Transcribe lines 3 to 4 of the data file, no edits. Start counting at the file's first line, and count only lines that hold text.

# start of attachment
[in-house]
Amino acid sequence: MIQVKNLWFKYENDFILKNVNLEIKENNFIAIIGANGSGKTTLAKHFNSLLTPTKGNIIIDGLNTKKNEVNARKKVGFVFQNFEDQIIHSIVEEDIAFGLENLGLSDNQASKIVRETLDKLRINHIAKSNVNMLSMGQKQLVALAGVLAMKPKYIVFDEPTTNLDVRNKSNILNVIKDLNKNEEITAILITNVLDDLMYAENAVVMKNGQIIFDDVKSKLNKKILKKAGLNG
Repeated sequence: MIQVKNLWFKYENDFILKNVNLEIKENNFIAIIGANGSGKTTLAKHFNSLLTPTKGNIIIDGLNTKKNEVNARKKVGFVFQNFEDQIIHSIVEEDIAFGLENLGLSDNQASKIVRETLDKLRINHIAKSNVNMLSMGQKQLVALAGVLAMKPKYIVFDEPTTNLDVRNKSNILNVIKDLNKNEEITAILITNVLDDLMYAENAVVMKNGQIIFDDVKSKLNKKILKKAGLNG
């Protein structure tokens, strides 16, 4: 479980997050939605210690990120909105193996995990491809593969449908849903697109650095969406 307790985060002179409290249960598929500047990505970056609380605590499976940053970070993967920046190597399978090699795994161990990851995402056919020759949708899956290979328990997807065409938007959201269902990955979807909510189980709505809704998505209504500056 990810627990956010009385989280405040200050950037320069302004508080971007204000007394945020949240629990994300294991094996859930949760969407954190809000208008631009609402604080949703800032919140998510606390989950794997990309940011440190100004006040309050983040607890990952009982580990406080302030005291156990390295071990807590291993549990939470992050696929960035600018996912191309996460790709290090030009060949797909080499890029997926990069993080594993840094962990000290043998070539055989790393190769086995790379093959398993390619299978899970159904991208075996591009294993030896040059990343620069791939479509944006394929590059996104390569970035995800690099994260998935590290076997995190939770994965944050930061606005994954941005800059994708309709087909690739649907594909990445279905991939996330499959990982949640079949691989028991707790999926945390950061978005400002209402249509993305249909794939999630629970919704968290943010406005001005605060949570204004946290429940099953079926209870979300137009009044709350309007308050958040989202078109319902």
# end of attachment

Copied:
Repeated sequence: MIQVKNLWFKYENDFILKNVNLEIKENNFIAIIGANGSGKTTLAKHFNSLLTPTKGNIIIDGLNTKKNEVNARKKVGFVFQNFEDQIIHSIVEEDIAFGLENLGLSDNQASKIVRETLDKLRINHIAKSNVNMLSMGQKQLVALAGVLAMKPKYIVFDEPTTNLDVRNKSNILNVIKDLNKNEEITAILITNVLDDLMYAENAVVMKNGQIIFDDVKSKLNKKILKKAGLNG
């Protein structure tokens, strides 16, 4: 479980997050939605210690990120909105193996995990491809593969449908849903697109650095969406 307790985060002179409290249960598929500047990505970056609380605590499976940053970070993967920046190597399978090699795994161990990851995402056919020759949708899956290979328990997807065409938007959201269902990955979807909510189980709505809704998505209504500056 990810627990956010009385989280405040200050950037320069302004508080971007204000007394945020949240629990994300294991094996859930949760969407954190809000208008631009609402604080949703800032919140998510606390989950794997990309940011440190100004006040309050983040607890990952009982580990406080302030005291156990390295071990807590291993549990939470992050696929960035600018996912191309996460790709290090030009060949797909080499890029997926990069993080594993840094962990000290043998070539055989790393190769086995790379093959398993390619299978899970159904991208075996591009294993030896040059990343620069791939479509944006394929590059996104390569970035995800690099994260998935590290076997995190939770994965944050930061606005994954941005800059994708309709087909690739649907594909990445279905991939996330499959990982949640079949691989028991707790999926945390950061978005400002209402249509993305249909794939999630629970919704968290943010406005001005605060949570204004946290429940099953079926209870979300137009009044709350309007308050958040989202078109319902």